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In late 2005-early 2006, Accenture and Fairfax Business Research surveyed several leading Australian organizations about their human resources (HR) function.
Executives included both HR and non-HR management and were from the public and private sectors. The research looked at the key issues facing HR and other managers in Australia today as they seek to achieve high performance.
Based on the research, our hypothesis is that many Australian HR operations still do not have the characteristics of high-performing HR functions. Too often HR is regarded as a tactical rather than a strategic function, focusing largely on operational matters. The research report provides a basis to identify areas that may be lacking and which, when properly addressed, can help organizations make the transition to high-performance HR.
The HR function in Australia faces many challenges. There are significant shortages of talent, partially as a result of increased global competition for jobs. The population and the workforce are aging, and at the same time younger people are displaying differing attitudes towards work and careers.
The research focused on a number of key questions including:
As might be expected, there were many different views on the role of the HR department, and on how it should fulfill that role. Some organizations were advanced in their thinking, displaying an integrated and strategic approach to HR, but they were in the minority. Most organizations still display a view of HR that is centered on transactional processing or the streamlining of existing functions, rather than the development of a set of integrated HR and organizational capabilities.
The key findings are as follows:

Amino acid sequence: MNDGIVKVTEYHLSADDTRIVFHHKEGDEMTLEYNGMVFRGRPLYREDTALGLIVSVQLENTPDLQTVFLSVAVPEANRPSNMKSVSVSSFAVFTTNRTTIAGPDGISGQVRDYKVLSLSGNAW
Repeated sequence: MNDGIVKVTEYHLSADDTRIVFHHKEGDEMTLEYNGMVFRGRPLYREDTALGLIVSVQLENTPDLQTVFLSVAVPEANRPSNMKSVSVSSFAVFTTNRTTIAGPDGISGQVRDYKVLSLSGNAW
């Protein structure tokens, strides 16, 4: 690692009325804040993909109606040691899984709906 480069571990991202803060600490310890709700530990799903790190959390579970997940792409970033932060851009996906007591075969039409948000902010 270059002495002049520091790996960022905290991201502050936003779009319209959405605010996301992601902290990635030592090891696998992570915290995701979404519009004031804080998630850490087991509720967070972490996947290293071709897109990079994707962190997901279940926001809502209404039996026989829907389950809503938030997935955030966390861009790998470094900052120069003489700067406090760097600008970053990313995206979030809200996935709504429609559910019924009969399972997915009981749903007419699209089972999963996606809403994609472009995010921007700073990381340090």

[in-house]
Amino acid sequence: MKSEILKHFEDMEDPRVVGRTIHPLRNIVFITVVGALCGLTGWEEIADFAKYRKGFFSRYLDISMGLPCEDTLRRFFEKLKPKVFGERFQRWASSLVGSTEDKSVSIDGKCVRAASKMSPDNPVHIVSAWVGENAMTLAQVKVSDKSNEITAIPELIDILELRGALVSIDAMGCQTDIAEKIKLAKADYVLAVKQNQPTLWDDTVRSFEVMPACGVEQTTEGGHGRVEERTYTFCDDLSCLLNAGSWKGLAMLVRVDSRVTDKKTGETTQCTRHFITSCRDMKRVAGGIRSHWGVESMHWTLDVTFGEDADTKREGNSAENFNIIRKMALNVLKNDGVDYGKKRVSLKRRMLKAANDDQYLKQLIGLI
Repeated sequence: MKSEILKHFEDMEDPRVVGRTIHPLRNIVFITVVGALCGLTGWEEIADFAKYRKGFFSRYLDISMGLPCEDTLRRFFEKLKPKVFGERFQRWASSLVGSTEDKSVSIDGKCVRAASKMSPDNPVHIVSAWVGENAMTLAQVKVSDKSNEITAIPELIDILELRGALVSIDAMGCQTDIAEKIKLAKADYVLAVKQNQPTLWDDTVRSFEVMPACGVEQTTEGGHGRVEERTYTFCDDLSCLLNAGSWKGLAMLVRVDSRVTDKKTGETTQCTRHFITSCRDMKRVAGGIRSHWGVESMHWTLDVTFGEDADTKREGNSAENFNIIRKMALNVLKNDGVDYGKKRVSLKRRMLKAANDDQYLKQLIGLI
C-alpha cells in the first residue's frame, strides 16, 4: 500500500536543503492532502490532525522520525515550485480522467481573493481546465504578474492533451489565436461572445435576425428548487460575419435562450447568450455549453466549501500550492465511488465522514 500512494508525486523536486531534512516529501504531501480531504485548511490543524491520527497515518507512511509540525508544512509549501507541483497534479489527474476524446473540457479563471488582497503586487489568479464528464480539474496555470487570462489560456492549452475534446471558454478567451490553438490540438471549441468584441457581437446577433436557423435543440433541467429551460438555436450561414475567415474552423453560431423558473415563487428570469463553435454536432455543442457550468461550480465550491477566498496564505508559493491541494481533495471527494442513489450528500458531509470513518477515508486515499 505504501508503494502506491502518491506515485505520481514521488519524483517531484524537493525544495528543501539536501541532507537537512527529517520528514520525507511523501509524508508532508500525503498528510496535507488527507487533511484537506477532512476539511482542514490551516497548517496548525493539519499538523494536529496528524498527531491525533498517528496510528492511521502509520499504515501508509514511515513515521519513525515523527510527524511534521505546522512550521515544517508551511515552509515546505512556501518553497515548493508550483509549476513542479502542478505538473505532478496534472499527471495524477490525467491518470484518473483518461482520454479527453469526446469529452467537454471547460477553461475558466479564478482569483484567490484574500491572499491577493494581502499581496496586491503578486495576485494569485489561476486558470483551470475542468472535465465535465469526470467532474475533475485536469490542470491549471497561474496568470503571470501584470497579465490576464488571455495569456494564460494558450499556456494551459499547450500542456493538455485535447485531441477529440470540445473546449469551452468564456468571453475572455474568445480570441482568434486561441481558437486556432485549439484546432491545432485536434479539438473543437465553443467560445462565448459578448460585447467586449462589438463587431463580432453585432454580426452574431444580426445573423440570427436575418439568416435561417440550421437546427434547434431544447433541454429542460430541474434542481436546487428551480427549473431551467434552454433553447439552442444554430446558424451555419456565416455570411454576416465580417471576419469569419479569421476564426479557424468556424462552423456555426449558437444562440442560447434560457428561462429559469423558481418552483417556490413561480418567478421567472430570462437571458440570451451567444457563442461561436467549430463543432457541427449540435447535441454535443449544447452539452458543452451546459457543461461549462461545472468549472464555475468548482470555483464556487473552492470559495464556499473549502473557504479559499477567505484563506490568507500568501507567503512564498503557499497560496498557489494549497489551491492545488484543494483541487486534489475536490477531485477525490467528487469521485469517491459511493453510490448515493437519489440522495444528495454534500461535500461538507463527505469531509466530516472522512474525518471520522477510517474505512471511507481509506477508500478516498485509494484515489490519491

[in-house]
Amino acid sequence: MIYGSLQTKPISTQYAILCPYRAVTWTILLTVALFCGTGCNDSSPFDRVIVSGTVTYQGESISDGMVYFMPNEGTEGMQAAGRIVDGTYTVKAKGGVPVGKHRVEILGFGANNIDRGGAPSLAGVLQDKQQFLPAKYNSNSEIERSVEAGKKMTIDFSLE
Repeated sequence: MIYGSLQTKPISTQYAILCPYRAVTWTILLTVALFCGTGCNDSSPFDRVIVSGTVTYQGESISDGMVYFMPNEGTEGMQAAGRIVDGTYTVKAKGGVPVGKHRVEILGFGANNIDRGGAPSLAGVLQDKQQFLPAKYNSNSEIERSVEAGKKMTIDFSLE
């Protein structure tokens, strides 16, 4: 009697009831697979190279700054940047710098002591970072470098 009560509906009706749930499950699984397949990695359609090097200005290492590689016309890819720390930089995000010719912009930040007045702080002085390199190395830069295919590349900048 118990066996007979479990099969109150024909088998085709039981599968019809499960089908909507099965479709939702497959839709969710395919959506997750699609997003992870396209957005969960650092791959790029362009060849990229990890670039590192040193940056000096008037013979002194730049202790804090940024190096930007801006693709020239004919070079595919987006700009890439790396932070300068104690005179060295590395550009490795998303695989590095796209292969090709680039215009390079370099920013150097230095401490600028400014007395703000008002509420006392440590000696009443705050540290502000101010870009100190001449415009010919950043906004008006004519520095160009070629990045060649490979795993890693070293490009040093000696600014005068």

HR transformation is no longer a luxury, but a competitive necessity. HR executives have an essential role in the future success of their organization. Using the context of the primary Australian research and the high-performance characteristics, Accenture believes it is possible to distill a series of practical steps every HR function should examine to maximize their potential. Our report outlines a multi-stage process that HR executives can use to maximize the potential of HR's contribution to the organization.
Catriona Brash is the executive partner in charge of Accenture’s Talent & Organization service line in Asia Pacific. Brash has been with the company for over 20 years and has worked with clients in Australia, New Zealand, Asia and the United States in a variety of industries. The majority of her career has focused on helping clients address the organizational and workforce challenges of large scale change and business transformation.
Andrew Woolf is a senior manager in Accenture's Talent & Organization Performance group with responsibility for HR transformation in Australia. Andrew has more than 12 years experience in change management, in the implementation of HR shared services and HR outsourcing. He has worked extensively on HR transformation initiatives in Europe, the United States and Asia Pacific, delivering HR solutions.
April 13, 2006
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